When encountering someone with autism today, police are trained to use simple language, speak slowly and clearly, use concrete terms and ideas, repeat simple questions and allow 10 to 15 seconds for a response, Flinn said.
Sometimes someone with autism can be attracted to shiny objects, making an officer's badge or gun tempting, he said.
If police need backup on a call involving someone with a mental health need, workers are available through Altoona Regional, Flinn said.
"They do a great job," he said.
Making a plan; taking action
Debbaudt, whose son with autism is now 29, said when his son was a child and would get upset outside their home, people would misinterpret the interaction as a kidnapping and call police, putting them at "sudden, direct high risk with police," he said.
He suggests families provide information to local emergency responders such as law enforcement, 911 centers and fire departments. Information should include the basics - name, birthdate, height, weight and a current photo - plus medical conditions, method of communication, favorite attractions or locations, and ways to calm the child.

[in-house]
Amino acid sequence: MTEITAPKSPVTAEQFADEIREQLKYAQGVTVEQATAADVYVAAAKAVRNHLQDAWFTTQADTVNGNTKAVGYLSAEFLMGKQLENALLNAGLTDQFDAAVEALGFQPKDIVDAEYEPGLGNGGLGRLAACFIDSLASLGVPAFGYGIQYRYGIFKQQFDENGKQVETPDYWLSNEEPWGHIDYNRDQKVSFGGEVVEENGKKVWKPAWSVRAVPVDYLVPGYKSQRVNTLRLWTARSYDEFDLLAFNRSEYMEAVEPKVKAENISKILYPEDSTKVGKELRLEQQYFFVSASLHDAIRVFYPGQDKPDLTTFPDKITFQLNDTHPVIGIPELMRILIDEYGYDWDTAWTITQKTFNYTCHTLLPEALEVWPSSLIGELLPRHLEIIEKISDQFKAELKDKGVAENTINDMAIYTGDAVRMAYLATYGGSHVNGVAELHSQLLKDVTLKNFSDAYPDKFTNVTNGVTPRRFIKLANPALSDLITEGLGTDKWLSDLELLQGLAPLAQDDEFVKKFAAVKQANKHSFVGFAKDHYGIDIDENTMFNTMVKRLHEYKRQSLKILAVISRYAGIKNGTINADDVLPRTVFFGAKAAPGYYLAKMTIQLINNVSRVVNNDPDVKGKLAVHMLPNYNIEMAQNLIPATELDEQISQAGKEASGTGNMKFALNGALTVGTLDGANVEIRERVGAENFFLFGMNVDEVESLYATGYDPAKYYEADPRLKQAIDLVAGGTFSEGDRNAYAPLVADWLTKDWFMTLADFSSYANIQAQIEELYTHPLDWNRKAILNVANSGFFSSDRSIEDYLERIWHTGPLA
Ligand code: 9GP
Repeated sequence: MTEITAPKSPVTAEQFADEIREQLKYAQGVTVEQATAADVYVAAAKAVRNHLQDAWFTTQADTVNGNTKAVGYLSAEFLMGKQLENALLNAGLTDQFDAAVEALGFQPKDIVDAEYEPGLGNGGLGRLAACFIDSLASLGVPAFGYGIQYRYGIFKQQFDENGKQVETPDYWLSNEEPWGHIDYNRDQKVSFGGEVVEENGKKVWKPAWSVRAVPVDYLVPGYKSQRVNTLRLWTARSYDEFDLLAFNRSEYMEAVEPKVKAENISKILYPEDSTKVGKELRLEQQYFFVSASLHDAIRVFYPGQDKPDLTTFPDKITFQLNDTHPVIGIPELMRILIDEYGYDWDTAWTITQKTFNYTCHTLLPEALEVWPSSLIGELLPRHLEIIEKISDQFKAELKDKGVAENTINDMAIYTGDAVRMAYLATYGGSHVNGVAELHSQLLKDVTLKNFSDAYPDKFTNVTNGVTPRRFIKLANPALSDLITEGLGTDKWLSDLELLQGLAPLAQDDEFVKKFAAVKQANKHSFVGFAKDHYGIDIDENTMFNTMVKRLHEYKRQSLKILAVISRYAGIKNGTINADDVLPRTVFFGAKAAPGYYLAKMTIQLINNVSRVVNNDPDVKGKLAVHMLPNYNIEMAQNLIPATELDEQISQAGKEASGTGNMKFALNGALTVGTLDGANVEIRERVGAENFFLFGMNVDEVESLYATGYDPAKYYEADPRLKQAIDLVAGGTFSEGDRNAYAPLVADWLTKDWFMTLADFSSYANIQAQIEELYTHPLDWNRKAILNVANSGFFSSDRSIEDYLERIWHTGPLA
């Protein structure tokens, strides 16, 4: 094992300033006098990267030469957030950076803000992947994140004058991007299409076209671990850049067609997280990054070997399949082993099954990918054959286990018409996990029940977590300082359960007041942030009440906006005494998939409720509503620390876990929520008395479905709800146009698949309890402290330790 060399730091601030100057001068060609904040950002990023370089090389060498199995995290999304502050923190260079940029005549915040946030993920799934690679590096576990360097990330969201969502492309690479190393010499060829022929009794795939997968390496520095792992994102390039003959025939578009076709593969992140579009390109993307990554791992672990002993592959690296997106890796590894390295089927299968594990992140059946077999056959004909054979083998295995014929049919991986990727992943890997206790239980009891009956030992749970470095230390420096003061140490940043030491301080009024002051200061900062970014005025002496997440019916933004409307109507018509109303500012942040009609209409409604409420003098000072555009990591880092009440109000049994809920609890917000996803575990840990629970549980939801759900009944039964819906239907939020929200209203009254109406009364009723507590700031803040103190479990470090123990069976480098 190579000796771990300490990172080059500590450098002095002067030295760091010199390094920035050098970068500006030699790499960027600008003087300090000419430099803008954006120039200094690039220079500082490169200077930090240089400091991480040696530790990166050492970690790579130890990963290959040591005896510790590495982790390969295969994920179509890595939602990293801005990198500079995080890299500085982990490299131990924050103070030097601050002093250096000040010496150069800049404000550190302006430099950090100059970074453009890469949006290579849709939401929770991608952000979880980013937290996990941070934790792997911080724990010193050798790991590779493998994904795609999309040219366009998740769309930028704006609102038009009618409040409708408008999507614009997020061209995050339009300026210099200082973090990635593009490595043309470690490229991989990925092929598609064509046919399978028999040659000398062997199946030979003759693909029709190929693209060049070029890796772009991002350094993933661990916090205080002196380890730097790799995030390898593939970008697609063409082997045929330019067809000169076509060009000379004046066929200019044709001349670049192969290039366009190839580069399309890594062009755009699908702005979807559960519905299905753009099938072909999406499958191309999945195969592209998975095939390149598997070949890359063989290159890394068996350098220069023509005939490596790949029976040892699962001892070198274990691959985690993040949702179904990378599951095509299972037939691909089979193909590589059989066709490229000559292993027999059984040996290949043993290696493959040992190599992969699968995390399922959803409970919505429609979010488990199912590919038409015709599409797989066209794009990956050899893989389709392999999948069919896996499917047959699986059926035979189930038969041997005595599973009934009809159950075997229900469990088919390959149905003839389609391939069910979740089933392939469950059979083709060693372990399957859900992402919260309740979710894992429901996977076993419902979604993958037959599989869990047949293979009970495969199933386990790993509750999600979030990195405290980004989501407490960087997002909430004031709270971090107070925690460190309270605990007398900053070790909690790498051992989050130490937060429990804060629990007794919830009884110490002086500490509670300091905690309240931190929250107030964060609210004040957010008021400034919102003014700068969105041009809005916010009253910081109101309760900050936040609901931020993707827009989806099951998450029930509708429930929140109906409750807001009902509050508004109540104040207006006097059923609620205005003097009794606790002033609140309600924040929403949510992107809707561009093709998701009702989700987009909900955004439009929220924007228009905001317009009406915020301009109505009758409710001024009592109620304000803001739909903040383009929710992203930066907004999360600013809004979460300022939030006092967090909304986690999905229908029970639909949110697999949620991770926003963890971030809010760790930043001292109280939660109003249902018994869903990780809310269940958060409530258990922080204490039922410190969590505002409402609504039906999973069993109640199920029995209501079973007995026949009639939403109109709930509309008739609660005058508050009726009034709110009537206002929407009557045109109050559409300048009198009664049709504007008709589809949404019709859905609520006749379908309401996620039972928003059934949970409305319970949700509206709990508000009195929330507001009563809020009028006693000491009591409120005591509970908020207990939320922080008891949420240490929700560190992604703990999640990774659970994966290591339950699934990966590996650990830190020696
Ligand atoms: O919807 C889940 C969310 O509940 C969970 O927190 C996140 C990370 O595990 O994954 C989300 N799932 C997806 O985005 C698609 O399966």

An autism emergency contact form is available on the Autism Risk & Safety Management website.
Becky said a local friend had magnets made up with contact information to hand out to neighbors because her child with autism has a fascination with fans and will sneak away to get closer to them.
The magnets allow for neighbors to have quick access to information on who to call if they would find the child.
"As with all children, parents need to keep a close watch on their kids at all times. Autistic children do have tendencies to wander away, so parents with children [with autism] need to be extra vigilant and keep a close eye on them," Petucci said.
"Keep a current photo with you in case you become separated when out in public, and if the child is able, make sure they know their address and telephone number," he added.
If the person with autism is non-verbal, they can carry an information card with them.
More training: more peace of mind
Blake holds autism close to his heart.
He has a nephew with autism and as a member of the Logan Township United Fire Department, he helped to raise money to get a service dog for John Hanna, the son of Assistant District Chief Gary Hanna. John, 8, who is visually impaired and has autism.
Lakemont, Greenwood and Hollidaysburg Lions clubs, the Lions Sight Foundation of Blair County and several volunteer firefighters from Grandview and Kittanning Point and the family also helped to raise $13,000 needed for the dog.
"With the dog, John will be more controlled in his actions," Lakemont Lions Secretary Larry Edwards said. "This will give a great peace of mind to his family."
Blake said he was going to look into improving the training regarding autism offered through the EMS education he conducts.
"It doesn't matter who you are working with, you want to help the person and be as effective as possible in the response and the delivery of care," Blake said.
Mirror Staff Writer Amanda Gabeletto is at 949-7030.